The announcement of the withdrawal of the Harrier came in the Strategic Defence and Security Review (SDSR) on the 19th October and less than 2 months later the Harrier made its last flight. This iconic and well loved plane would be sorely missed by both aviation enthusiasts and the general public alike. With the Harrier being withdrawn any chance of RAF Cottesmore getting a reprieve from the earlier announced plan to close also died. This was a further blow to the aviaiton enthusiasts as Cottesmore and especially the runway 22 end was the last RAF station to have the old style 3 ft high wooden fencing given unparallel views of the aircraft as they taxied by.
To mark the end of Harrier operations for both the RAF and the Royal Navy a plan was formed to have 16 Harriers in a diamond formation perform flypasts of the RAF bases in the East of England as well as a number of local towns and cities. The practice flights for the two weeks preceding the date was cancelled after the cold snap that hit the UK left RAF Cottesmore under snow and ice for most of that period. The chance of the flypast happening was looking doubtful until December 14th when a break in the cold weather had allowed the runway and taxiways to be cleared and a 16 ship practice was flown.
Come the big day of the 15th and the weather had closed in with only 2 miles of visibility. The 16 Harriers along with a twin seat Harrier T12 acting as both a weather ship (an aircraft used to check the weather conditions for the other aircraft) and a whip (an aircraft used to coordinate the position of the aircraft in the formation) took to the skies but it became apparent very quickly that the conditions wouldn’t allow 16 Harriers to fly in a close formation. The decision was taken to return to Cottesmore in four formations of four Harriers. As each formation arrived they flew down the runway and performed a running break before the four aircrafts went into the hover. With all four over separate landing pads in a cross formation the Harriers slowly lowered themselves down to the runway. As they completed their landing the next four Harriers performed their running break and then landed in the same fashion.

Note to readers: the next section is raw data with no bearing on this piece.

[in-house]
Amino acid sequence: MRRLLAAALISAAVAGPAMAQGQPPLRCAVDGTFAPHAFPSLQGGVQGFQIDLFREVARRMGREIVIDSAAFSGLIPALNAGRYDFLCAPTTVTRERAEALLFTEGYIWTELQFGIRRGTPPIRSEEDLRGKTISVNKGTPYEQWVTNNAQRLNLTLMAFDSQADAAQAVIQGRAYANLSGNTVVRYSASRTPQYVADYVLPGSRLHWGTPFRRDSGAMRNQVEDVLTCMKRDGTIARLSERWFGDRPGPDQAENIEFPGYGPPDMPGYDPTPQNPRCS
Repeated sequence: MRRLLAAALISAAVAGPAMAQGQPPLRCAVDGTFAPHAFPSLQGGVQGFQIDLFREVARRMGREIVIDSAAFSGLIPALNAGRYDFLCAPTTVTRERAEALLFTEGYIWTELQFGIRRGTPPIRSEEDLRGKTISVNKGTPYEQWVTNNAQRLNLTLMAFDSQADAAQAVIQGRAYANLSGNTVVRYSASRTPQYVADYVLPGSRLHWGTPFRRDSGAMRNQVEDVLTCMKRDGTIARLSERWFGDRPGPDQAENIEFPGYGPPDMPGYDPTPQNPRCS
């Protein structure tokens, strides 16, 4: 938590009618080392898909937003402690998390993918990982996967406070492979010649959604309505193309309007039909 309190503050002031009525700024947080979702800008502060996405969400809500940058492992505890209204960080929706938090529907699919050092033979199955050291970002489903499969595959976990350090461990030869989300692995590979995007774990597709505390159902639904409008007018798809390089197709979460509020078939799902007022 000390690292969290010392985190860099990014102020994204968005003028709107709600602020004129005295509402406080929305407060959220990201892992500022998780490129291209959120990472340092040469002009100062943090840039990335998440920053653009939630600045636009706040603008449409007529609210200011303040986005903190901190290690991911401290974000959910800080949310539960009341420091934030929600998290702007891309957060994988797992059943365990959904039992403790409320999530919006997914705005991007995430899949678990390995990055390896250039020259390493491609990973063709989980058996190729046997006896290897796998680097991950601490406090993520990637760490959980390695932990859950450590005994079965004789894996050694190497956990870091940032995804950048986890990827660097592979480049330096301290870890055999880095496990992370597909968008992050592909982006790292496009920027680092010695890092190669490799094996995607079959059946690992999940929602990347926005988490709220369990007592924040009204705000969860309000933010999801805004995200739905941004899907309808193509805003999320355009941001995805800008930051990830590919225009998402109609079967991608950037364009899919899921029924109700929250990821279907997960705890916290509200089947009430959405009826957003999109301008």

With all sixteen landed Joint Force Harrier Commander Group Captain Gary Waterfall took to the air again in the special camo scheme Harrier to perform a last bow for the assembled crowd before landing for the last time. Along with the other three special tailed Harrier the camo Harrier formed a guard of honour for the pilots. The other Harriers had taxied down to the runway 22 end to allow the public lining the fence to get their last photos. The mixed emotions of the day were clear to see on the pilots faced; some waving and giving thumbs up whilst others looking reflectful as they taxied back for the last time.
With all the Harriers back to the hard standing they shut all their engines down together signalling after 41 years of service the end for the Harrier. A very sad day.
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